In order to learn to work with the power of thought, so we can tap the power of archetypal life, we must train the mind to form convictions.

In early stages, this lesson may go awry, and we end up becoming prejudiced and willful instead. Nevertheless, we eventually master these distortions and learn to use the mind as an agent of the Higher Self.

Unfortunately, many struggle with these lessons and, at first, use the mind largely to criticize and condemn. These immature ways are not well respected by older authorities on spiritual development. Thus, the mind has earned a bad reputation of being critical, skeptical, materialistic, profane, and prejudiced.

Yet this reputation is not really deserved. These problems are not actually inherent in the nature of the mind.

They occur as emotionally-oriented people try to learn to use the mind, or even worse, try to use an undeveloped mind.

Still, it is the mind which has taken most of the blame. It is the mind which has been labeled “the slayer” by a host of spiritual authorities, because they do not understand the phenomena they observe.

To believe that the mind is designed to be a slayer is tantamount to believing that wisdom kills. This is nonsense.

Wisdom is the accumulated knowledge, insight, and power to act of the Higher Self. It can only be tapped by us for use in our daily lives if we have trained and developed the mind.

Nevertheless, hordes of well-intentioned and dedicated people are convinced that they must bypass the mind in order to attain enlightenment.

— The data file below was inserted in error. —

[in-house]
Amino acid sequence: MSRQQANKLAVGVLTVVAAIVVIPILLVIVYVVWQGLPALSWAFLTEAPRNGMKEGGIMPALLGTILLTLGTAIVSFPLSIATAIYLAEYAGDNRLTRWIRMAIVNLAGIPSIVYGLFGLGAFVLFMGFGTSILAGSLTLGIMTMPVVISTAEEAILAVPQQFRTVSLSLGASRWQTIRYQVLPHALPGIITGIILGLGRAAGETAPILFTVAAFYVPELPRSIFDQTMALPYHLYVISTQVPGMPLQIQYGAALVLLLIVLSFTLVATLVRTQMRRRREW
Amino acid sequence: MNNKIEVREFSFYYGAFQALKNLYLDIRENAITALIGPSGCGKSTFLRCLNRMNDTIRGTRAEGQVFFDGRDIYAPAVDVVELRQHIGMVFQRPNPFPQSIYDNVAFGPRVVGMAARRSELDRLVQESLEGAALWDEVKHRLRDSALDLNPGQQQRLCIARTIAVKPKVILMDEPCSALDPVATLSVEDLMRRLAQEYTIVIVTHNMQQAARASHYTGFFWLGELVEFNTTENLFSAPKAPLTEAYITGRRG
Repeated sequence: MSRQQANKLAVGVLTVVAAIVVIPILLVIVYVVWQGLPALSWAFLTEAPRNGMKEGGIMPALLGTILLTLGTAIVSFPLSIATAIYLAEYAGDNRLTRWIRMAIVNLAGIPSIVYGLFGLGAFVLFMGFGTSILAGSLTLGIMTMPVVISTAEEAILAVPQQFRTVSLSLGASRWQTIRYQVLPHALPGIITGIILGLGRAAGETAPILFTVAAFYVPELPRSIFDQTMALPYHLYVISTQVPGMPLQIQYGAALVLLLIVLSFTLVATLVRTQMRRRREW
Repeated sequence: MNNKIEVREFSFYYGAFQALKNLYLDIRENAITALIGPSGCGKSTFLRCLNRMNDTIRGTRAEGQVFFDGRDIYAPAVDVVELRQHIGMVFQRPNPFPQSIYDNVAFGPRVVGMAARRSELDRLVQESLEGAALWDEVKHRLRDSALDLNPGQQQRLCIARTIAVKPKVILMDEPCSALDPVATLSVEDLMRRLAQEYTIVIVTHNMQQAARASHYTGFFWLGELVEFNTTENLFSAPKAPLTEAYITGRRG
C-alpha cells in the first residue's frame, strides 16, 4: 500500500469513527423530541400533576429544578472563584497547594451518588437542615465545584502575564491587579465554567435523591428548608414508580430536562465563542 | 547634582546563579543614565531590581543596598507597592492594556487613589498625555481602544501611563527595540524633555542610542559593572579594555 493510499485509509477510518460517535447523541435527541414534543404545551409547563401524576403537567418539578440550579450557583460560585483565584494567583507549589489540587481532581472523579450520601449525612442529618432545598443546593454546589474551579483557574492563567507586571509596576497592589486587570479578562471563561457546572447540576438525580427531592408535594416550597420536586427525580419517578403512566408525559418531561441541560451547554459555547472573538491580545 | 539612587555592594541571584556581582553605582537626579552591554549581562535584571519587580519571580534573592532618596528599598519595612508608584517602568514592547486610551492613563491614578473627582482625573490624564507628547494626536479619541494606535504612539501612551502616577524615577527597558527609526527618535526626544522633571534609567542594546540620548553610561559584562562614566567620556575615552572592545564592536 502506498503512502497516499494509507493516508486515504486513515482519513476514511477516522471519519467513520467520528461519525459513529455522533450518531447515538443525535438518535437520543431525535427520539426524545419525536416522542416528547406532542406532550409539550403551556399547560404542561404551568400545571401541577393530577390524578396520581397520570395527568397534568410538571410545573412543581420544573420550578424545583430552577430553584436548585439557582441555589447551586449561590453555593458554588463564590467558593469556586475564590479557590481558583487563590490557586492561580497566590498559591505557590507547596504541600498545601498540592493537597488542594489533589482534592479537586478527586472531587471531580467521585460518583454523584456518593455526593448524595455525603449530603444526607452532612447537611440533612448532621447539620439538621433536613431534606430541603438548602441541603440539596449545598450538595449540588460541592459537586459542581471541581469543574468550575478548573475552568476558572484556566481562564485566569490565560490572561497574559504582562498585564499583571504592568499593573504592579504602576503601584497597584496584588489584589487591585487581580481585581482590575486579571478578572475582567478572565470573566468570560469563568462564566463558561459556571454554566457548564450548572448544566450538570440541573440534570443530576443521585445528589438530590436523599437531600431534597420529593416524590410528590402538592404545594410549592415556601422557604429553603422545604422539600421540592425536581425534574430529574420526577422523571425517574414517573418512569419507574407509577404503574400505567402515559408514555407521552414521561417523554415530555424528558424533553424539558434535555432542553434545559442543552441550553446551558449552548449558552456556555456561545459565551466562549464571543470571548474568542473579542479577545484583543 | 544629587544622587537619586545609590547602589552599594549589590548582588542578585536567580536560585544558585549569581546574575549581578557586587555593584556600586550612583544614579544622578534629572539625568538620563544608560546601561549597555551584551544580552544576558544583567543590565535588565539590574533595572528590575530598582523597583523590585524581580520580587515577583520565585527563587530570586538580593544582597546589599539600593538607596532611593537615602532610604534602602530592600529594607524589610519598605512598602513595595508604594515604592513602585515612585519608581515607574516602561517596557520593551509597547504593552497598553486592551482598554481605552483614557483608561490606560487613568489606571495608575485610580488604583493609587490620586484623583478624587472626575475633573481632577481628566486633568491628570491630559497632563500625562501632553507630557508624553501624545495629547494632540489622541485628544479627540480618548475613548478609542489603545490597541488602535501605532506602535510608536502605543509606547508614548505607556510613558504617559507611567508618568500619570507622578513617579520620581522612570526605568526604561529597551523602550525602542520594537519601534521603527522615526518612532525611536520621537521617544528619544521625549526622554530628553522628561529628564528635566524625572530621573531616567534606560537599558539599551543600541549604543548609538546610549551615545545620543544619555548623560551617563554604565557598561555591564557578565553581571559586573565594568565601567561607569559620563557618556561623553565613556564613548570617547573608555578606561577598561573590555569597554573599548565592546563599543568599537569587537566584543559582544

It is always difficult to observe these people, as they try to pursue a life of goodness and spirituality without the benefit of wisdom. These are good people, filled with faith, devotion, and love.

But their faith is built on belief alone, not a knowledge of what they believe.

Their devotion is based on adoration alone, not on insight into what they idolize.

Their love is guided only by their hopes, not a comprehension of life.

In their commitment to believing in all things divine, they neglect the need to understand what they believe.

This lack of comprehension can lead to serious distortions about the spiritual life, the Higher Self, and God. Sadly, much of what has been written on these subjects has been written by people who have scorned or ignored the development of the mind.

Consequently, their descriptions of the spiritual life tend to be bland and filled with platitudes.

Their analysis of the Higher Self is usually vague.

Frequently, they will simply state that these higher states cannot be described in words. This is not true. The problem lies not in the failing of words, but in the faultiness of the person using the words.

It is therefore important to realize that ignorance has never been a spiritual virtue. It is ignorance which destroys the spiritual life, not wisdom.

It is the empty mind which is the slayer, not the active and enlightened mind. And those who label the mind the slayer and encourage others to view it as such are the ones who have done the greatest damage.

The Best Source Of Wisdom

The skillful practice of Active Meditation illuminates the pathway between the intelligence of the personality and the wisdom of the Higher Self. This illumination generally does not occur as a sudden flash, but rather builds gradually over a long period of time.

This development often moves more quickly when we focus on our pragmatic need to know something (as opposed to idle speculation) and then seek the guidance of the Higher Self.

To understand how this occurs, we must comprehend the following basic points:

  1. Everyone is endowed with an enormous inner wisdom and the capacity to acquire greater understanding of life.
  2. This wisdom is available to anyone who develops an effective and balanced working relationship with the Higher Self. This is achieved when:
    • the physical body is attuned to the Higher Self’s ideal of productivity
    • the emotions reflect the Higher Self’s capacity to express love
    • and the mind is aligned to the Higher Self’s resources of wisdom.
  3. The nature of the wisdom of the Higher Self is abstract.

As such, it defines principles and archetypal themes rather than how they are applied in specific situations.